Database Security

5 Ways to Protect Your Databases From Ransomware

March 18, 2020

5 Ways to Protect Your Databases From Ransomware

Ransomware attacks are on the rise—it feels like not a week goes by where you don’t hear about some company or municipality being the victim of a ransomware attack. While these attacks are prevalent, there are some things you can do to protect your database environment. While some of these approaches may be hard to implement by yourself, you can drive behavioral change in your organization.

  1. Lock Down the Network—Software firewalls aren’t the end-all or be-all of network security, but they’re better than nothing. The only computers that should be able to connect to your production database servers are application and web servers that need to make a connection. You still need to be able to manage your databases, but you can lock it down by using jump hosts in a secured subnet to perform. This isn’t a replacement to true physical (or virtual) network segmentation, but it’s something you should implement on your database servers without having to run cables.
  2. Be Careful with Credentials—One common attack vector is being able to get domain admin credentials out of memory on a user’s workstation and using them to get anywhere within the network. Or worse, having a service running as domain admin. You should have a separate account for administrative tasks, and the user account on your local PC (where you’re most vulnerable to an attack) should be low privileged. Some firms take this to an extreme and have a separate domain just for their servers. Also, you should be careful with the permissions on the service accounts for critical services. Reference vendor documentation and only allocate the privileges the service needs to run.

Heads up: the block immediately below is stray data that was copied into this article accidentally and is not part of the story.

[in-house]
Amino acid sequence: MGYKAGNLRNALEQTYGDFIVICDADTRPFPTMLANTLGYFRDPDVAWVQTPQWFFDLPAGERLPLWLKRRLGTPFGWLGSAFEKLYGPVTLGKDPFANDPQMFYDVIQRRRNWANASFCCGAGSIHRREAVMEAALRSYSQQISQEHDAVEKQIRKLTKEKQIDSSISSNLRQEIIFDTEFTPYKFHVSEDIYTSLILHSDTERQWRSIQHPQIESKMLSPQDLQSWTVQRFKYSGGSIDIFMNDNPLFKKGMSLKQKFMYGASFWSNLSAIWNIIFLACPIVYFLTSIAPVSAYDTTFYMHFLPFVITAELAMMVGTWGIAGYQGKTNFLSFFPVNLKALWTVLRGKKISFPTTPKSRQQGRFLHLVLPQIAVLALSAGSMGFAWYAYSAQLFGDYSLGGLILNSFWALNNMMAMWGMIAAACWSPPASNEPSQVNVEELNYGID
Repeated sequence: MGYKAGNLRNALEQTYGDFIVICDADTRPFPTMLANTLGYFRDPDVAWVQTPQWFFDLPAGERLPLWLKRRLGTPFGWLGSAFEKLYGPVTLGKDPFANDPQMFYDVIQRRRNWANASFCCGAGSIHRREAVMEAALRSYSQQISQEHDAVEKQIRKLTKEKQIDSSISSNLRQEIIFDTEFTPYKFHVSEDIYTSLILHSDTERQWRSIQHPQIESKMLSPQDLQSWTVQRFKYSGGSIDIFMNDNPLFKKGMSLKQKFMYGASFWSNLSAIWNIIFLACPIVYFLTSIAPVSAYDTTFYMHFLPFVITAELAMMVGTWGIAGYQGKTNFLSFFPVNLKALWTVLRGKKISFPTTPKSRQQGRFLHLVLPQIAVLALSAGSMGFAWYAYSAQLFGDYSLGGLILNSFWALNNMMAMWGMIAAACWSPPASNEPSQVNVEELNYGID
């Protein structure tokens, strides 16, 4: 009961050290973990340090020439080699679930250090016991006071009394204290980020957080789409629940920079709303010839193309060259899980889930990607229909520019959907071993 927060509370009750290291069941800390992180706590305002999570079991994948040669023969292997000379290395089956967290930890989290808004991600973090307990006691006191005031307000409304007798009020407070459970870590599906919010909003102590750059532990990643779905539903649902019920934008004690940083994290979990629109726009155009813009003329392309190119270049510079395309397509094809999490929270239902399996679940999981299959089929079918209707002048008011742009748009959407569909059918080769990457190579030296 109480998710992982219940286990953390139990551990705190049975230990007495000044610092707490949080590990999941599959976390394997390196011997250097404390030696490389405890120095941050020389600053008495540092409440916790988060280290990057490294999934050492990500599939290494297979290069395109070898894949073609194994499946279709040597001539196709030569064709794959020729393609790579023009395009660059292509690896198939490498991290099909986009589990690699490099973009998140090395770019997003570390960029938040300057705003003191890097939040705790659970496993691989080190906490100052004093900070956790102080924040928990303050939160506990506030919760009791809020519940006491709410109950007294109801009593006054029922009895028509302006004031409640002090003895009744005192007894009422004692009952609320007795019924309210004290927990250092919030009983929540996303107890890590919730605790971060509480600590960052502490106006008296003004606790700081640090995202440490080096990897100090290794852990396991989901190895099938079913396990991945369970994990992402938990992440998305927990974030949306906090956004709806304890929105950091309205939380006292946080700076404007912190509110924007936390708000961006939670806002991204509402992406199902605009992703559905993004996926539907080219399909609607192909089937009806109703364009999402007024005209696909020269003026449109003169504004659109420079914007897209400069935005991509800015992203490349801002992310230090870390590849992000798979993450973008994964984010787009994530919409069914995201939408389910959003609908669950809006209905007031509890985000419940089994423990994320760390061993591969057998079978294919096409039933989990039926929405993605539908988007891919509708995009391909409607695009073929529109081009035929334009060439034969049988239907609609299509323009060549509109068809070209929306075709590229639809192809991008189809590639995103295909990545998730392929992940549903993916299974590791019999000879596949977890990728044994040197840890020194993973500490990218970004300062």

3. Get your backups offline—My new favorite quote on this topic is “you can’t ransomware a metal case full of backup tapes.” While I’m not suggesting you revert to tape backup (though Azure Archive storage uses tape as a medium), getting those backups to a truly offline or disconnected location is a critical component of security. This can be challenging as you must have connectivity to take your backups. You can consider security options like just-in-time access or short access tokens for the purposes of copying backups to the archive location.
  4. Two-Factor All the Things—This ties back into our discussion about credentials, and I know it’s challenging and makes application development significantly more challenging. However, having two-factor authentication can quickly limit the spread of attacks. Users may complain this makes their life harder. It does—that’s the point. Good security is always difficult, which is why it works.
  5. Don’t Do Stupid Things—This is a bucket of bad behaviors I see across a lot of major data breaches:
    1. Running old, unpatched, unsupported versions of software
    2. Using Elasticsearch without a password and leaving it open on the internet (it always seems to be Elasticsearch)
    3. Leaving data in a public-facing storage account
    4. Broadly distributing high levels of access like domain or global admin
    5. Having endpoints on the internet connected directly back into your business network

All these behaviors are problematic and are attack vectors for either data loss, or an easy way for an attacker to gain access into your networks.

While all these actions can help you survive an attack, by far the most important thing is to ensure your backups are secured and locked down from the network. Everything else helps, but if you get attacked and your backups are gone, you’re dead in the water and potentially out of business.


Joseph D'Antoni is a Principal Consultant at Denny Cherry and Associates Consulting, and Microsoft Data Platform MVP with over 20 years of experience working in both Fortune 500 and smaller firms. He is a frequent speaker at major tech events like Microsoft Ignite, PASS Summit, and Enterprise Data World. He blogs about all topics technology at joeydantoni.com. He believes that no single platform is the answer to all technology problems. He lives in Malvern, PA, and holds a BS in Computer Information Systems from Louisiana Tech University, an MBA from North Carolina State University, and is the co-author of the Microsoft book "Introducing SQL Server 2016."